Hand signed up to study nursing and began the bachelor’s degree at NorthTech in Whangārei in 1986. She was one of six Māori students in the course.
“It was just great, we had a fantastic time, probably drank too much, and I enjoyed the three years of training because I had really amazing friends.”
After graduating, Hand worked at Whangārei Hospital, starting in medical and surgical wards before moving to the Intensive Care Unit (ICU). She took up a public health nursing role in Dargaville for a couple of years, before returning to ICU.
Tragedy struck in her mid-30s when her ex-partner and the father of their children died in the ICU ward Hand was working in.
The couple had separated two years earlier but remained close.
“He had a bowel transplant, and he got pneumonia, and then septicemia and went into cardiac arrest.”
Hand was with him in the ambulance and when he passed away in the ward.
Time on the thin blue line
Left to raise their children alone, Hand continued with a plan to switch careers and enrolled for training in the police force.
She worked as a police officer for the next four years while keeping up her nursing registration with casual hospital and ambulance shifts.
Despite the radical career change, Hand says both roles were about serving the community and making a difference to people’s lives.
Hand said she was looking for a new challenge at that stage of her life.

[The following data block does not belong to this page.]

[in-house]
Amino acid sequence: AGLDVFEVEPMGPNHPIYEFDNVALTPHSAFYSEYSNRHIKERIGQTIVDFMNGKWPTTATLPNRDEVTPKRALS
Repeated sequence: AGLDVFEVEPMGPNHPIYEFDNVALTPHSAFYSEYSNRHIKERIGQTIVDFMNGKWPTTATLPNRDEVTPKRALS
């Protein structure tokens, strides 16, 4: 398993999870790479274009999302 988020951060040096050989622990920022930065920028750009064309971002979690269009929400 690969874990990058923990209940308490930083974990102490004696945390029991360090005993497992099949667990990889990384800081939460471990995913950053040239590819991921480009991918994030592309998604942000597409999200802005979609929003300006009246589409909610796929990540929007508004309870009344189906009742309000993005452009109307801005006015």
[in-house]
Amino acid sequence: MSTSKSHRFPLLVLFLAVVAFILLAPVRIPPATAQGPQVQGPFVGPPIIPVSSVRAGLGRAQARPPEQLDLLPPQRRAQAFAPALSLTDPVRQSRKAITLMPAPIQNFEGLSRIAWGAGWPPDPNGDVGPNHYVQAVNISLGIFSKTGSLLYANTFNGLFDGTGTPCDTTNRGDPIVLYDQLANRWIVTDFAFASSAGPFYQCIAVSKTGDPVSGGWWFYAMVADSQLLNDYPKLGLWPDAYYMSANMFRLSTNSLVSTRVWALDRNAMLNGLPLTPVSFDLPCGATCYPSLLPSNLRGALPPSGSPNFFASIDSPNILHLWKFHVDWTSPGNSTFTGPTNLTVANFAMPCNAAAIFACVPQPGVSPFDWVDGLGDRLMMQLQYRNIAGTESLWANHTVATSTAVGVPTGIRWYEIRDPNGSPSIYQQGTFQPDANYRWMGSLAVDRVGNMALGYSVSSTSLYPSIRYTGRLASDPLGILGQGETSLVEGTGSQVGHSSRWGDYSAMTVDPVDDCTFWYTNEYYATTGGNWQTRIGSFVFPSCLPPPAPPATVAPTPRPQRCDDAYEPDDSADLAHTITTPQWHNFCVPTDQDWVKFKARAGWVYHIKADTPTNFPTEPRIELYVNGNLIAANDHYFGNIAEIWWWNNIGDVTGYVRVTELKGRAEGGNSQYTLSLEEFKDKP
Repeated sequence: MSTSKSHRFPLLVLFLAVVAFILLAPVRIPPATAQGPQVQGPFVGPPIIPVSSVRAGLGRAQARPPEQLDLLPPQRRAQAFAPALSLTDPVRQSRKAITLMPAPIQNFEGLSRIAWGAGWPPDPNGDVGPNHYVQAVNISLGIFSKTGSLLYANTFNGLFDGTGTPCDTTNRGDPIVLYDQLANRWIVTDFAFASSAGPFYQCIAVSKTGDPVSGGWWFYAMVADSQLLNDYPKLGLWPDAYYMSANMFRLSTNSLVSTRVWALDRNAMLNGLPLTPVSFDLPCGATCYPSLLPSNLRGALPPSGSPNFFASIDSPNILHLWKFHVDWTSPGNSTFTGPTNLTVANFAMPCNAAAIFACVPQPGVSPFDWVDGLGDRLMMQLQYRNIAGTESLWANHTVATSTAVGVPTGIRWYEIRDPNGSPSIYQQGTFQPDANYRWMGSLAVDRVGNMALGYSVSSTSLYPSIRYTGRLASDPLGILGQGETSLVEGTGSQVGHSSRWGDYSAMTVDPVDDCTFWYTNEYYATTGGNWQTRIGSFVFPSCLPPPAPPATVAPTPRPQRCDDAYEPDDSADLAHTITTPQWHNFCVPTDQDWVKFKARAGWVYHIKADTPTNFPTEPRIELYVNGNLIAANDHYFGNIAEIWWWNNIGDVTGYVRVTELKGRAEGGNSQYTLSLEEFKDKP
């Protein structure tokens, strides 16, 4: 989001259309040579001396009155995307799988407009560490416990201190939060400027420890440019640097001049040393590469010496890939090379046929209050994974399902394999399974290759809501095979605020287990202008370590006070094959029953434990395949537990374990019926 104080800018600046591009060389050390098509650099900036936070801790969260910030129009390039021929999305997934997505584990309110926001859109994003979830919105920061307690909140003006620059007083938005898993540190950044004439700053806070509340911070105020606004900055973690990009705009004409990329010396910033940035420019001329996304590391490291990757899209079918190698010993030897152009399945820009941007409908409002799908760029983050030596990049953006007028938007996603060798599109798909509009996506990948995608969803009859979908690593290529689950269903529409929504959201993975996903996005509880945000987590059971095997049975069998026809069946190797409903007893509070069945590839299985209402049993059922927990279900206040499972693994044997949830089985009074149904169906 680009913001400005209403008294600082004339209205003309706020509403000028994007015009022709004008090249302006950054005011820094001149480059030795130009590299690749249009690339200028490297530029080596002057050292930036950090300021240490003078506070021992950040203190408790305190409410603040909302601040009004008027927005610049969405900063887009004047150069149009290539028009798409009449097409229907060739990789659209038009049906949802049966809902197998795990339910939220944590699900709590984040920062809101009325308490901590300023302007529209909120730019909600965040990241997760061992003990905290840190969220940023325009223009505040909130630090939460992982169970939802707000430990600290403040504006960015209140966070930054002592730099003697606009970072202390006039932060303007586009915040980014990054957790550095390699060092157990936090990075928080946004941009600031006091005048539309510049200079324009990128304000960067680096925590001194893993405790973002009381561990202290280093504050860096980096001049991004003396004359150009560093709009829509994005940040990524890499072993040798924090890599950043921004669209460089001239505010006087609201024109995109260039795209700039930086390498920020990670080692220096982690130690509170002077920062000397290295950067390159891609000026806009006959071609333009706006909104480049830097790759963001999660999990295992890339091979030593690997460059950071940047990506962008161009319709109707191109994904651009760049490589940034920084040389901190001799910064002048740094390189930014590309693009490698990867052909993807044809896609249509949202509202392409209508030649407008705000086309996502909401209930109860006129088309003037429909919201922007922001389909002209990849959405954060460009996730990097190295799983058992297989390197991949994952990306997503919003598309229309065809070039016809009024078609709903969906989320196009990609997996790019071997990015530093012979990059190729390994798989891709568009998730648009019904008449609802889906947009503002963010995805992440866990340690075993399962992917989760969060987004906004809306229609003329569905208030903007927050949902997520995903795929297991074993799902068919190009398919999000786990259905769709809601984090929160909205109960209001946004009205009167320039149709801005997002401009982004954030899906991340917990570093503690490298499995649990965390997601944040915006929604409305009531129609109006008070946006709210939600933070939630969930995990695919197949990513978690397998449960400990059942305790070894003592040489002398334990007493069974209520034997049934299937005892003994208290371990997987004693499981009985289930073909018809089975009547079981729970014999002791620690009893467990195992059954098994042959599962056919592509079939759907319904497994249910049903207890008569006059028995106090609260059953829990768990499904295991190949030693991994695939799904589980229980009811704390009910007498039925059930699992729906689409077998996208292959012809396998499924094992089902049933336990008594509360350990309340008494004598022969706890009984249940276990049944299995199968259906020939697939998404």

But as she progressed in the police, the lack of flexibility while juggling “a house, a mortgage and kids” became unworkable and she returned to nursing.
Hand took up a role with an iwi provider, in cardiac rehabilitation for two years, while continuing with casual hospital work.
In 2008 she took up a role at Maori/iwi nurse-led health clinic, Hau Awhiowhio ō Otangarei Trust, where she works today.
What has changed, what has stayed the same?
Hand said it was disappointing more had not been achieved to reduce poverty since she was a child.
“It’s sad to say, but I don’t think, with the families that I work with, it’s any different to when I was growing up.”
She welcomed the health reforms, but said there was still no concrete plan to address inequities.
“Rurally we’re suffering because they haven’t thought about the life-long planning of the workforce, not just for nurses but for all health providers.
“I can boldly say that with the low representation of Maori healthcare workers in Northland, a lot of our people have died early as a result.
“I’ve got aunties and uncles that have died in their 40s, that should be living in their 70s now.”
Hand said she hoped a cultural resurgence among Maori would bring equal rights for health services and outcomes, following the example of Dame Whina Cooper in the area of land rights.
As an NZNO Toputanga Tupuhi Kaitiaki 0 Aotearoa board director. Hand said she would be advocating for the Government to address child poverty and health inequities.
“As a board, if we can hold people accountable, we’re a force to be reckoned with. We need to rattle the cages to get some traction.”
She has seen the impact holistic nursing can make on individuals, and their whole whānau, when they are treated with respect and dignity.